Some publications still want hard copies in hand. Some demand your full contact information on every page submitted, either in a header or as a footnote. Do put your name on each page, number the pages and do not staple the pages together. Most editors want specific spacing within the body of your work; some don’t care. Many are now accepting online submissions by email, and some want it to be only submitted through their website. Most demand certain clear fonts. Don’t use fancy or “clever” fonts or your work will go unread. If their ‘guidelines’ do not specify, you may look on the internet for help. There are general guides online which can be confusing and which have conflicting advice. The following link seems to have the easiest information to understand, and contains the most updated information: http://writersinfo.info/smf.html
Give all of your contact information: your physical address, phone number(s) and email address. If you have a website, add it, but don’t clutter your info with Twitter, Instagram, etc. They will not use those methods to contact you.
Some require a SASE if you want your work returned, but my advice is not to bother them with it. NEVER SEND ONLY COPIES OF YOUR WRITING, PHOTOS OR ORIGINAL ART.* Some publications ask for a stamped, self-addressed postcard so they can acknowledge receipt of your work. If they do not, please do not aggravate them by requesting that they do so. And NEVER SEND YOUR WORK REGISTERED OR RETURN RECEIPT REQUESTED. That is the sign of an amateur and is a black mark against you with them from the start.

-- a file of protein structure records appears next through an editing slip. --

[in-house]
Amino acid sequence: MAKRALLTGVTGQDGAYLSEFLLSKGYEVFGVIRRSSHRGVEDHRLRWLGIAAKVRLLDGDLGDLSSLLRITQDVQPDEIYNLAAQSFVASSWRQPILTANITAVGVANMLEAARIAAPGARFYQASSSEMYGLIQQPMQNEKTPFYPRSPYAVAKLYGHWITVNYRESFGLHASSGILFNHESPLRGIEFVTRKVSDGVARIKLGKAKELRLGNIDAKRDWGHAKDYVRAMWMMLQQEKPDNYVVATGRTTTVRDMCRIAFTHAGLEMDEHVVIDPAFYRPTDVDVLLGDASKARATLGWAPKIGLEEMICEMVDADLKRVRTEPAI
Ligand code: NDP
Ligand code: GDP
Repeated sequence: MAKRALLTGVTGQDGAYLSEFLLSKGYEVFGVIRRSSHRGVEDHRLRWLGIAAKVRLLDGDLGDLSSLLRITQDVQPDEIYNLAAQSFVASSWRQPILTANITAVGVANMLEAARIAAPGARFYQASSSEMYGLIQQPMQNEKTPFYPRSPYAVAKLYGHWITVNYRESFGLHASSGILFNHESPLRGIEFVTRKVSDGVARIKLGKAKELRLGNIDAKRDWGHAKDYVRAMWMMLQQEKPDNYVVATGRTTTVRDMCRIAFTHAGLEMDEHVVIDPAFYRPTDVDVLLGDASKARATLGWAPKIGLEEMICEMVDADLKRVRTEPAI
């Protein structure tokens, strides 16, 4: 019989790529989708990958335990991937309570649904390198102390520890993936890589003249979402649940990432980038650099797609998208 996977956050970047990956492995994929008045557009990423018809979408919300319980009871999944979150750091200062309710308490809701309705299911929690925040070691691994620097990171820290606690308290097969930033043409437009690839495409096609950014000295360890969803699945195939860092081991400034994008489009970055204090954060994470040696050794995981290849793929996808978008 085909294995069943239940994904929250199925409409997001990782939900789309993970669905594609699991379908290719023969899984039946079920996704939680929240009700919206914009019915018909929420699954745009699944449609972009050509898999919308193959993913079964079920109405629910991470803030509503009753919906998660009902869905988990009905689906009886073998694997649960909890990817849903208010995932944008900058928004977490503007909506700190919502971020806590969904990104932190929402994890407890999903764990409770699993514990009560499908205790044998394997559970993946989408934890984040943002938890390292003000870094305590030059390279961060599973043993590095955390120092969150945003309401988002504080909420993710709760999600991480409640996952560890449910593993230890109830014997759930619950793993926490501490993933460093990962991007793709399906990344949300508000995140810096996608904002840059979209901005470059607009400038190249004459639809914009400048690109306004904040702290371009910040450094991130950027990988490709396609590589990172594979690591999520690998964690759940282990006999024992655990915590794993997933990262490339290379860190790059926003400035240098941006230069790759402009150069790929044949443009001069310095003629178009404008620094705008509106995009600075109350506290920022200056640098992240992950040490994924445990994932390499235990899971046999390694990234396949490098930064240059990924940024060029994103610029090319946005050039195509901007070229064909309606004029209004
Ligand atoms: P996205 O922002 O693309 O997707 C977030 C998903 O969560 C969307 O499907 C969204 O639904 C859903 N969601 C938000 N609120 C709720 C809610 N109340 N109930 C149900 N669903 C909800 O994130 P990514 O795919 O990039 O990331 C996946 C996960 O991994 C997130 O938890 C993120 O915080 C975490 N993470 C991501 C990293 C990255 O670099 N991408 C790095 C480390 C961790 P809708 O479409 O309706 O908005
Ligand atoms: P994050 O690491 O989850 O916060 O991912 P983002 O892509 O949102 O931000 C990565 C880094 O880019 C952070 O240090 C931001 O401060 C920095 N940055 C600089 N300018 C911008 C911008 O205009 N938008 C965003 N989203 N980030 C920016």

*Most publishers more easily reject stories when art is sent with it, especially unprofessional art. Cartoons, rebuses and the like (where pictures are essential) can be exceptions, but the art needs to be truly professional-quality art, not just ‘pretty good’. Publishers will pair your work with their own artists if the story/ article calls for it.
READ THE RATE
Articles and short stories are usually paid per-word. Don’t try to pad your work with excess words just for a few more dollars. Your work will suffer and editors are onto this. Tips, jokes, (sometimes poetry), and some other small contributions to a publication’s featured sections are usually paid flat-rate. Sometimes articles, stories, and poetry are paid per-page. You can be published and be paid no money, or in copies of the publication, a few pennies per word, to over a dollar a word. Know before you send your work. The big-paying publications are harder to break into, but you can try. Don’t feel like a failure if you only get picked up by a lower-paying publication. Enough of those will be monetarily accumulative and they still look good on your cover letters/résumés.
Sometimes, as in greeting cards (poetry/sayings on mugs, tee-shirts and other novelties) the fine print will tell you that you will be ‘test marketed’, which means your work will be made into an item and before they put you into full production and pay you, a certain amount of your work needs to sell in a certain amount of time. Some people in Houston bought a card of mine, but not fast enough. I never saw a dime, but Blue Mountain made a little money on me. At least they liked what they saw and asked me to submit more. Personal satisfaction is worth something, but not much.
My opinion: There are only a few times when you should allow your work to be used in someone else’s publication without monetary compensation:
1) You believe in the information you wish to have known is for ‘the greater good’. A friend who is adamant about cycling and alternative human-powered transportation gave an article to a low-budget magazine based on that ideal. He came away with copies of the publication. I have received a several-year subscription to a magazine worth at least $75.00 for an article of mine that was used, (and for which I did not contract for compensation). I do not consider either to be truly “without compensation”